Allegations can cause the expulsion or suspension of students. DeVos’s new policies reflect a desire to both take these allegations seriously and to investigate as fully as possible to help limit miscarriages of justice. While the new policies are not perfect, they are a step in the right direction towards a more just system.

Con: New Policies Send the Wrong Message

by Sophia Wooden ‘20

Sexual misconduct can’t be defined as one specific act. The intention of the Obama administration’s changes to Title IX policies was to not rigidly define sexual harassment or assault for the victim, because it would be presumptuous to talk about something one has not personally experienced. Instead, the Obama administration gave a general statement of harassment as “unwelcome conduct of sexual nature.”

The proposal by current Education Secretary Betsy DeVos to change that definition to “unwelcome conduct on the basis of sex that is so severe, pervasive and objectively

offensive that it denies a person access to the school’s education program or activity” is absurd because how is a victim or the college supposed to determine what rises to the level of “severe” or “pervasive?”

If a student on more than one occasion says sexual comments to another student in class, will that student be held accountable for harassment? Possibly not, if the school conveniently finds that the harassment does not deny access for the victim.

Schools should be encouraging students to come forward when they are sexually harassed and assaulted. However, the new policies by DeVos would make colleges less responsible for addressing instances of sexual assault that occur off-campus.

In addition, the new policy requires student victims to complete and sign a formal document before the school will even begin an investigation. This new change would possibly cause young women to feel that they can not come forward with their issues.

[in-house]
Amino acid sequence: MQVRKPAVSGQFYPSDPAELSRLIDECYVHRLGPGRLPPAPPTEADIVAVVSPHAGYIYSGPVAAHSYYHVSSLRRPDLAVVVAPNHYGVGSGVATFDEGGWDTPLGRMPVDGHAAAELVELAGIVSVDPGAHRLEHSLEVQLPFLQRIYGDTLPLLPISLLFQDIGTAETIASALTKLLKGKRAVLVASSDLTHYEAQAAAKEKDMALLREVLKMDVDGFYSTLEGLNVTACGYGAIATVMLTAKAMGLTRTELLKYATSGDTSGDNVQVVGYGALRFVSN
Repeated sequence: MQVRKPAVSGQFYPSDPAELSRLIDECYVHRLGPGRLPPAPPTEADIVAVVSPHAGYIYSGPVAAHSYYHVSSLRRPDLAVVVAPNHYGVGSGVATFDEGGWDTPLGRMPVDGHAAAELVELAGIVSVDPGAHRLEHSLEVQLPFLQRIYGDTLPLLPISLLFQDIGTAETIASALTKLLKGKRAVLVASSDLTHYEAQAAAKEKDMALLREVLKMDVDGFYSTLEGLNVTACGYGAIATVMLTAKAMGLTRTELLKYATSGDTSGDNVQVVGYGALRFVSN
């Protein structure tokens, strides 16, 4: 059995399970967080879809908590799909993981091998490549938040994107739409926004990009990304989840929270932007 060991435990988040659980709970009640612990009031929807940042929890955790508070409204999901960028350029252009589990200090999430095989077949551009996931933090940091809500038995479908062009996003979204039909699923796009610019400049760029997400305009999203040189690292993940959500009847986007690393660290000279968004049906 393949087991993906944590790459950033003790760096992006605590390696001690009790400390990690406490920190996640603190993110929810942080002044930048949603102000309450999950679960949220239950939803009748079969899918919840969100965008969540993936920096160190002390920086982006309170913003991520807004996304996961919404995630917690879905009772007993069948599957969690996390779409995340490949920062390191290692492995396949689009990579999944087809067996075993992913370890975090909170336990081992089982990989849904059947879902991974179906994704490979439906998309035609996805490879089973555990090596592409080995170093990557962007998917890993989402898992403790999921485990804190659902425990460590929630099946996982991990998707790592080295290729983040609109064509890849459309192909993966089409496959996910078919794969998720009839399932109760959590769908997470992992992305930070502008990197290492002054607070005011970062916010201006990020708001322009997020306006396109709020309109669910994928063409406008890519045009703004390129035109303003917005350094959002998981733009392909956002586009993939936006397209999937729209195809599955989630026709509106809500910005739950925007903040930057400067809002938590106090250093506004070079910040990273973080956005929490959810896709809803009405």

Not only is this dangerous for victims, but the policy also could give these perpetrators the idea that “As long as we don’t rape them, we won’t get prosecuted.” Do we really want students to feel like as though they cannot confide to their school when they feel unsafe?

Furthermore, the new policies seem more concerned about the rights of the accused. When new Supreme Court Justice Brett Kavanaugh faced multiple accusations of sexual assault during the time he attended high school and college, President Trump said that it’s “a very scary time for young men in America.” Responding to Trump’s misplaced concerns, the organization

NARAL Pro-Choice America tweeted: “It’s a very scary time for young women in America, you know, because 1 in 6 of us have been the victim of rape or attempted rape.” And yet the DeVos policies seem designed to worry about and protect the accused perpetrator of sexual assault. The accused should not be guaranteed the right to cross-examine the individual that bravely came forward as a victim of sexual misconduct. Their experience alone was traumatizing; victims don’t need to be challenged by the very person that traumatized them.

Think about it. Think about how difficult it is for a victim of sexual assault to come forward and report what has happened. The new policies send the wrong message that maybe victims should keep things to themselves.

Coming forward is very unappealing and insulting to victims when they suspect that their colleges do not want to act on their behalf. Most victims fear the possible consequences they may face. Every victim of sexual harassment or assault on college campuses should be heard, not silenced.